I have never understood the “criminal mind”, unlike several other detectives I’ve known. One of them, a trained psychologist as well as a private investigator, took pride in “knowing how they think” and – God help us – “understanding” them. His understanding took mostly the form of deep sympathy and a veritable onslaught of pre-fabricated excuses for criminal behaviour. But I am not certain that a deprived childhood is sufficient cause for a monster to spawn forth. Ah, well – I do freely admit I am still somewhat new at this investigating business, and perhaps I am insufficiently compassionate.

I seem to feel too deeply for the victims to spare a great deal of sympathy for the criminals. Mea culpa.

I looked up from my coffee cup. “Horace, I do understand.” I cleared my throat; my voice had been nearly inaudible. “There is nothing we can do to bring Sarah back to life, but at least if we find her killer, she may rest more easily.”

Styles nodded almost imperceptibly. “That such a thing is the measure of my comfort… is almost intolerable.”

I have never found it easy to be in the presence of grief. I am too easily overset – I tried to smile sympathetically and made haste to change the subject. “I will be speaking with Professor Massini shortly,” I mentioned.

“Massini? He could have nothing to do with this.”

“Yes, but I must speak to everyone in this house, everyone who might have seen anything, heard something, perhaps even without realising the importance of what they saw or heard,” I explained.

Styles relaxed. “Ah.” He nodded lightly. “Santi has suffered enough – I do not know if you are aware of it.” He looked questioningly at me.

“I know that another sister of yours drowned, and that she was engaged to Professor Massini,” I said quietly.

“Another sister…” Styles murmured to himself, and looked up at me, his eyes bright with tears. “Do you know, I had not thought – but it hits me now. Two of my sisters. Two of them. One killed by accident, one by what I am convinced is a foul and malicious act of murder. How many families are so cursed? And poor Santi… to be connected with us…”

He seemed to choke off his next utterance. I had the sense that Styles had nearly said something more, and I bulldozed past my usual reticence.

“You were saying?” I prompted.

Styles looked uncomfortable. “Nothing but nonsense, really.”

“It might be important.” I was persistent.

“I doubt that village rumours of a curse could be important,” he said dryly. He shrugged. “The whole business is just a foolish play on the name of our house – interestingly enough, the name used to be Druid Hill House, named after an ancient barrow that was excavated in the grounds just twenty years ago. Quite a nice collection of Saxon relics were found – they’re on display at the British Museum. But the name of the House was corrupted in the 1700s to Dread Hill House, and of course the villagers thought it incredibly ominous, and invented some tale of a curse on the house.”

“Fascinating,” I said truthfully. “So the villagers think these deaths are due to a curse?”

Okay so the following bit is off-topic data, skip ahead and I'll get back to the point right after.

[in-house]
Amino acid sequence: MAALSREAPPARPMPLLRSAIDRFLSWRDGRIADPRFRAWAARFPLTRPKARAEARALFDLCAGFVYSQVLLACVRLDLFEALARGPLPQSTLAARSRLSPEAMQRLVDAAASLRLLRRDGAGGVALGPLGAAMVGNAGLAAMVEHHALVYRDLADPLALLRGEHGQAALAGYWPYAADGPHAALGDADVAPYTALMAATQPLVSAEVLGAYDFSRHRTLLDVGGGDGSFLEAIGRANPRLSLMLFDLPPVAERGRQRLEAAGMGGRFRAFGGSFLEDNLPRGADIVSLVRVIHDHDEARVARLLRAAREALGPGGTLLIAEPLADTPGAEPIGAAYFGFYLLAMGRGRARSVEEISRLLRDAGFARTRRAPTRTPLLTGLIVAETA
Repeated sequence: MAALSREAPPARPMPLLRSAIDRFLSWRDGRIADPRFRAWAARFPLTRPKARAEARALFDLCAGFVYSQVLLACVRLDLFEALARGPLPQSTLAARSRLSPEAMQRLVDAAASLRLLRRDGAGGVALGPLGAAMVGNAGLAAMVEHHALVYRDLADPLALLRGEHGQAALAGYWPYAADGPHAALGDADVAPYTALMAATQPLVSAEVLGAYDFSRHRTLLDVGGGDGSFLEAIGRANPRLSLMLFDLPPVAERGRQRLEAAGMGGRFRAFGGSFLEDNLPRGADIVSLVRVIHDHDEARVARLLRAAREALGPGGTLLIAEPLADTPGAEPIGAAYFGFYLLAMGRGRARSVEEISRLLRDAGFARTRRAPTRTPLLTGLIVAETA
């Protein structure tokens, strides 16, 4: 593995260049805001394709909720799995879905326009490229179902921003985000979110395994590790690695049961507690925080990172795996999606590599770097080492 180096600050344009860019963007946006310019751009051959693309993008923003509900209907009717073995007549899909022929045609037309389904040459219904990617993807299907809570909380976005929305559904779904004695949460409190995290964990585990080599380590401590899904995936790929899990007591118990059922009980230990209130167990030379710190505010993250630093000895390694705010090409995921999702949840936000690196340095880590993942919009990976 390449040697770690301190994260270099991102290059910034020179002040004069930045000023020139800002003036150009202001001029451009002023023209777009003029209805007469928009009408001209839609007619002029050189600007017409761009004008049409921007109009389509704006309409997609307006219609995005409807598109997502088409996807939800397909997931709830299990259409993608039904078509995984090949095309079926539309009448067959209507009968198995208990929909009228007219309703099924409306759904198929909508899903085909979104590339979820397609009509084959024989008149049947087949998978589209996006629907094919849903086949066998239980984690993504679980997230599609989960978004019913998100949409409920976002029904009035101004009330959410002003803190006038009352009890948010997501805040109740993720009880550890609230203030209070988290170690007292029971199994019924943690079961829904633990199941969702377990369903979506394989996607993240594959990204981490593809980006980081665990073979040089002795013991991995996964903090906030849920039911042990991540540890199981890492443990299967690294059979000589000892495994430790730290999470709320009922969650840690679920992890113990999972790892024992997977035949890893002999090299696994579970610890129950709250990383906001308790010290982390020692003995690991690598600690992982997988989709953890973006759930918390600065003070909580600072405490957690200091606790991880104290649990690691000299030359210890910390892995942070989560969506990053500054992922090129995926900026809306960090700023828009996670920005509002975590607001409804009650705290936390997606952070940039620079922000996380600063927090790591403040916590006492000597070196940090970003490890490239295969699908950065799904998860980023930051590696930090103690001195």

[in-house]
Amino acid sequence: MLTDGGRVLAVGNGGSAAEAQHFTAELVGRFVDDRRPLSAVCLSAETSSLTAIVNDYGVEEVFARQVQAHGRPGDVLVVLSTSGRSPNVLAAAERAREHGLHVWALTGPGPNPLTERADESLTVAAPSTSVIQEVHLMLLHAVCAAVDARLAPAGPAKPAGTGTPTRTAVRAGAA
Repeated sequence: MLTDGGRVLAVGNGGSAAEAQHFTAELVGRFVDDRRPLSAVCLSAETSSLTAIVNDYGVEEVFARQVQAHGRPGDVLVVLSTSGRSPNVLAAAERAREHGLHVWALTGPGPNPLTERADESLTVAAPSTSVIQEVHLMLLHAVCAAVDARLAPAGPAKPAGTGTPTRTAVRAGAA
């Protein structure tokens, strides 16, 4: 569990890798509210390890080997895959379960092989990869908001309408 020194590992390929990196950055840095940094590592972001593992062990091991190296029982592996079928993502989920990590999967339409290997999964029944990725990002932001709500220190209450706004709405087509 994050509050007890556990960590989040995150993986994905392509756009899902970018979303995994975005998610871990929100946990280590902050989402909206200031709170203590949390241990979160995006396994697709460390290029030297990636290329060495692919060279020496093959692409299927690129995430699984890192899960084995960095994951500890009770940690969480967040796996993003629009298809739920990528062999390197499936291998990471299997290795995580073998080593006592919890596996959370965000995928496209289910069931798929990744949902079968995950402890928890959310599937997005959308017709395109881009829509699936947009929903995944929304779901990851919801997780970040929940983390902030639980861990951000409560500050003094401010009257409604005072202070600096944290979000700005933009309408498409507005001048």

“So it’s said, I believe.” Styles breathed in deeply as though gathering patience against the village rumours. “But then, it was also said that Santi—” He stopped again.

“That Santi…?”

“As if the man hadn’t suffered enough,” said Styles quietly and bitterly. “They said—”

“They said that I had murdered the woman I loved, and even arrested me for it,” said a quiet, faintly accented voice at the doorway.

I turned hastily in my chair. Standing just inside the breakfast room was a tall slender individual who struck me, in that first moment, as both the best-looking and the most melancholy man I had ever beheld. It was in the vivid combination of superb bone structure and the dark unhappiness in the eyes, the set of the mouth, the entire posture of the man.

I knew without being introduced that this must be the Italian professor with whom Martina Styles had fallen in love. Small wonder that she’d been determined to wed him, I thought. Even I, who knew myself no match for his looks, felt a feminine flutter of admiration.

I rose to my feet. “Professor Massini?”

“Yes, I am he.” The curve of his lips was wry, as if acknowledging that he could scarcely be anyone else.

“I am Almirena Fulbright. I’m so sorry, but – what was that you just said?”

The professor advanced into the room, and gave a grave little bow. I half-expected him to kiss my hand. “I said that the villagers and the police suspected that I had a hand in my beloved Martina’s death. Oh yes, the police arrested me, but were apologetic later when they had to release me for lack of evidence,” he said with admirable composure. He grimaced faintly. “It is not pleasant, being accused of such a thing. But I admit I hardly noticed. My Martina was dead, and I could hardly think of anything else, for everything – life, my situation, everything – seemed quite… trivial to me.”

In the face of such a disaster, upon the death of a loved one, what a final indignity to be accused of their murder. I could see the black tide of sorrow that still held this man in its grip, and I knew there was no question of his involvement in the death of the woman he had loved.

His grief was still evident in his eyes.

I said, “I wonder whether perhaps we could go to the library and speak for a moment.”

Santorio Massini nodded. “But of course,” he replied. “It is a charming room – you will like it, I think.”

I murmured a farewell to Lord Styles, who told me he would be out walking that morning, but that I should tell Walker when I wanted to speak to the gardener or to any servant in his employment. Then I gathered my belongings and followed the Professor to the library which – as he’d promised – was a delightful room, full of cherry-wood panelling and well-stocked bookcases that made me long to leaf through the old books that seemed to exude their centuries-old scent of old paper and old words into the air.